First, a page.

How to know God’s Nature?

How to know God’s nature?

From Sri Ramakrishna’s life

On one occasion Narendra and some of his brother disciples were vehemently arguing

about God’s nature — whether He was personal or impersonal, whether Divine

Incarnation was fact or myth, and so forth and so on. Narendra silenced his opponents

by his sharp power of reasoning and felt jubilant at his triumph. Sri Ramakrishna

enjoyed the discussion and after it was over sang in an ecstatic mood:

How are you trying, O my mind,

to know the nature of God?

You are groping like a madman

locked in a dark room.

He is grasped through ecstatic love;

how can you fathom Him without it?

Only through affirmation, never negation,

can you know Him;

Neither through Veda nor through Tantra nor the six darsanas.

All fell silent, and Narendra realized the inability of the intellect to fathom God’s mystery. In his heart of hearts Naren was a lover of God. Pointing to his eyes, Ramakrishna said that only a bhakta possessed such a tender look; the eyes of the jnani were generally dry. Many a time, in his later years, Narendra said, comparing his own spiritual attitude with that of the Master: ‘He was a jnani within, but a bhakta without; but I am a bhakta within, and a jnani without.’ He meant that Ramakrishna’s gigantic intellect was hidden under a thin layer of devotion, and Narendra’s devotional nature was covered by a cloak of knowledge. We have already referred to the great depth of Sri Ramakrishna’s love for his beloved disciple. He was worried about the distress of Naren’s family and one day asked a wealthy devotee if he could not help Naren financially. Naren’s pride was wounded and he mildly scolded the Master. The latter said with tears in his eyes: ‘O my Naren! I can do anything for you, even beg from door to door.’ Narendra was deeply moved but said nothing. Many days after, he remarked, ‘The Master made me his slave by his love for me.’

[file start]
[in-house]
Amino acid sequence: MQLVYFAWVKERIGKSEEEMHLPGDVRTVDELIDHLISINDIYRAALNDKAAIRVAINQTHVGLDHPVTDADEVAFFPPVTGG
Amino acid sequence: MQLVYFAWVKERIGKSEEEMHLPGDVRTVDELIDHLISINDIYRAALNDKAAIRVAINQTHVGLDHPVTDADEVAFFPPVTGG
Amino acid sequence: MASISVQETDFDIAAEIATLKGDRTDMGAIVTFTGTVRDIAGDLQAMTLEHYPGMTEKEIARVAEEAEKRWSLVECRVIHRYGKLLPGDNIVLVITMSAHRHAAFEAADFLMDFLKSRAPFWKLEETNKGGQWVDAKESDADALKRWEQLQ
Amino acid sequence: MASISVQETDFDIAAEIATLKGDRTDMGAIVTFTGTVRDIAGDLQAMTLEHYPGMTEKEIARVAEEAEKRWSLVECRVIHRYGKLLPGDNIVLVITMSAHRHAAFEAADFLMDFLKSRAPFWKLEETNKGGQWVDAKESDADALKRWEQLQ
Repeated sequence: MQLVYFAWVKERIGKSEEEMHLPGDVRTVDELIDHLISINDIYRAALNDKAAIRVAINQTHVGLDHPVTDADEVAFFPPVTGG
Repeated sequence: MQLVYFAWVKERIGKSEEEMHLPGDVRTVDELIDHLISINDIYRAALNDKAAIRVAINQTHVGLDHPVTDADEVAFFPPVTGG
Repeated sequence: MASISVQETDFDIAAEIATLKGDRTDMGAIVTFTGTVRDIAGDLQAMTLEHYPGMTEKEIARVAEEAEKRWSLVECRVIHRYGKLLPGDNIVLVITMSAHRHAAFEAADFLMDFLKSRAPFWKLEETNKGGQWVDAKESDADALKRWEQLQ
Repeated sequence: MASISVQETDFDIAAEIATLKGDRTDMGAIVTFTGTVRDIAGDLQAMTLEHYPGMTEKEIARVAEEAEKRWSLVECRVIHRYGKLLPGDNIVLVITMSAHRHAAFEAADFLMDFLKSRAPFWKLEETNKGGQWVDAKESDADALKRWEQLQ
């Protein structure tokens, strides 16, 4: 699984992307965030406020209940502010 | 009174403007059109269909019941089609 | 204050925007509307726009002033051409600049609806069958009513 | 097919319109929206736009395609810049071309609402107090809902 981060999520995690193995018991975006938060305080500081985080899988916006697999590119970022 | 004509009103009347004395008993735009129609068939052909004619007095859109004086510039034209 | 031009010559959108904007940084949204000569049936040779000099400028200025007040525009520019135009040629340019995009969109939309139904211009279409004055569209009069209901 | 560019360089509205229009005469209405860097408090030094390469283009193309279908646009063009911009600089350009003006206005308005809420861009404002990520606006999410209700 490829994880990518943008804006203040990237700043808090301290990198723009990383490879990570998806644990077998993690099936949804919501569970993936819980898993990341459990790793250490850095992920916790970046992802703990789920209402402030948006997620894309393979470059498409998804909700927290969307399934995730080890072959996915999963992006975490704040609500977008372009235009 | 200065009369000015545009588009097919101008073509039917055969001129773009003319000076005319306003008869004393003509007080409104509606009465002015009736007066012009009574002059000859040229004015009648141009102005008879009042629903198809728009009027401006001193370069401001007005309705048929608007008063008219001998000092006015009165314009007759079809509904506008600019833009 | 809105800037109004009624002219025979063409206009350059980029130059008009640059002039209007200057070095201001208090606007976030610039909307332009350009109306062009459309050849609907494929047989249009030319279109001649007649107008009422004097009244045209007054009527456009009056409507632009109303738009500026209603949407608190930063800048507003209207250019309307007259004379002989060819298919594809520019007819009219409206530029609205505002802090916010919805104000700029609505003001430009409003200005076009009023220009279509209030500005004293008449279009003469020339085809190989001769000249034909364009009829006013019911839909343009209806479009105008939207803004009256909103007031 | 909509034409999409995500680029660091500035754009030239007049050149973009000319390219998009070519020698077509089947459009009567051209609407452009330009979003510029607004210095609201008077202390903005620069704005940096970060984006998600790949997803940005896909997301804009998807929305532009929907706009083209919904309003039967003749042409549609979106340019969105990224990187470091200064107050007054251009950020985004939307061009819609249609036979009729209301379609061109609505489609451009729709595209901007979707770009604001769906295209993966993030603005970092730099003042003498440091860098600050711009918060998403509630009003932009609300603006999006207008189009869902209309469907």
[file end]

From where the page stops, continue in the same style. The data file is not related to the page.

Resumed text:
This great love of Sri Ramakrishna enabled Naren to face calmly the hardships of life. Instead of hardening into a cynic, he developed a mellowness of heart. But, as will be seen later, Naren to the end of his life was often misunderstood by his friends. A bold thinker, he was far ahead of his time. Once he said: ‘Why should I expect to be understood? It is enough that they love me. After all, who am I? The Mother knows best. She can do Her own work. Why should I think myself to be indispensable?’